Ethereum creator Vitalik Buterin has publicly acknowledged using Tornado Cash's privacy protocol to donate to Ukraine's war efforts.
Buterin's admission comes a day after the U.S. Treasury added Tornado Cash's website and smart contracts to its sanctions list.
The move marks the first time the Treasury has sanctioned a piece of code or technology instead of natural or legal persons, raising questions about the action's constitutional legality.
Vitalik Buterin clarified that he used Tornado Cash to protect the recipients of the funds, not himself.
Buterin Talks Tornado Cash
Vitalik Buterin, the creator of Ethereum and a long-running advocate for privacy and decentralization, has admitted that he used Tornado Cash to donate to Ukraine’s ongoing war efforts.
Commenting on a Twitter discussion outlining legitimate Tornado Cash use cases and benefits of financial privacy, including donating to Ukraine without alerting the Russian government, Buterin said that he had used the protocol to make a private donation to Ukraine. “I’ll out myself as someone who has used TC to donate to this exact cause,” he wrote. When asked whether he hid his transaction for fear of government repercussions, the Russian-born programmer said he used Tornado Cash to protect the recipients of the funds rather than himself.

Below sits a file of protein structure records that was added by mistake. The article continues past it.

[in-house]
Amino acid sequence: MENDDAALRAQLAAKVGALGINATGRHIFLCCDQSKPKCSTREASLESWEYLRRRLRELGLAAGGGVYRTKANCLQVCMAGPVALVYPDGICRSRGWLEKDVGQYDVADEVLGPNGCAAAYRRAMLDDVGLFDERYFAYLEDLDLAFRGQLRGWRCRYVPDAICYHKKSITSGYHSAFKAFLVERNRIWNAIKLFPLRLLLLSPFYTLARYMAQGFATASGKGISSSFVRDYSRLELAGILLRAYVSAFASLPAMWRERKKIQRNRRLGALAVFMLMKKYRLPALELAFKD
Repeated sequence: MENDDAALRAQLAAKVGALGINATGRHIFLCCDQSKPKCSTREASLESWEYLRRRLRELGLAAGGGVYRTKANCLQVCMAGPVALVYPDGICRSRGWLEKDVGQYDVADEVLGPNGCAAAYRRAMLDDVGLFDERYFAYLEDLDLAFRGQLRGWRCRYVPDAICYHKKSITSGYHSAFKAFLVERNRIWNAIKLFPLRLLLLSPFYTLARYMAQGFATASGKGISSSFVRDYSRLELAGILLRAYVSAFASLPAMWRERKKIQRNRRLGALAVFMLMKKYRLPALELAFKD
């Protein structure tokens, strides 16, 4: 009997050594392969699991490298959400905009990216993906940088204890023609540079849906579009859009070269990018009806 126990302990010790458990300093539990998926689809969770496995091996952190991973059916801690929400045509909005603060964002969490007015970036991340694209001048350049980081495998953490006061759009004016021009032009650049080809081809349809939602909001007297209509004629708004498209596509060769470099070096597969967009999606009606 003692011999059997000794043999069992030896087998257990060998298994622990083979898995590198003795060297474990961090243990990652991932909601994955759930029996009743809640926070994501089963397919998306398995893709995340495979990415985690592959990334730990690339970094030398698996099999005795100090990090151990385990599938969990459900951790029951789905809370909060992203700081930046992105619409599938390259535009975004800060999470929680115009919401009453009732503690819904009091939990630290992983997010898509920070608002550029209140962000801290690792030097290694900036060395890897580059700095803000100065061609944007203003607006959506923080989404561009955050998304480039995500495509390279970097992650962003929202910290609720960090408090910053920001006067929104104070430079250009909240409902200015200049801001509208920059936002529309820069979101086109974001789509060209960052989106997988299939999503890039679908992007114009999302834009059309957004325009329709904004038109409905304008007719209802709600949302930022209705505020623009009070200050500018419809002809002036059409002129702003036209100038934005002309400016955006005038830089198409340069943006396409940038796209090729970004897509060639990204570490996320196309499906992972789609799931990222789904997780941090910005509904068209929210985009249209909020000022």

“My intent was protecting the recipients, not myself. The RU government knows my positions on the Ukraine issue anyway,” he said, linking to an older tweet in which he told the Editor-in-Chief of state-sponsored media company Russia Today, Margarita Simonyan, to “go fuck yourself.”
Buterin’s comments come a day after the U.S. Treasury put Tornado Cash’s website and smart contracts on its sanctions list, effectively banning all American residents and U.S.-based companies from interacting with the protocol. In response, the U.S.-based stablecoin issuer Circle immediately blacklisted all addresses on the sanctions list, effectively freezing approximately 75,000 USDC belonging to Tornado users. Today, key blockchain infrastructure providers Infura and Alchemy, relied upon by many Web3 applications and users, also blocked access to Tornado Cash. GitHub has also complied with the ban.
The Treasury’s move to sanction Tornado Cash has rallied many in cryptocurrency, including some of the most prominent and influential industry leaders and lobby groups. Coin Center, a leading U.S.-based crypto lobbying organization, wrote in a statement yesterday that “sanctioning a tool that is not an alias of any person meriting sanction is substantially different from typical usage of the SDN list.” It then added that the Treasury’s move was an example of “a ban on a technology” rather than a sanction against a person, suggesting the sanctions may be illegal and go against the First Amendment of the U.S. Constitution.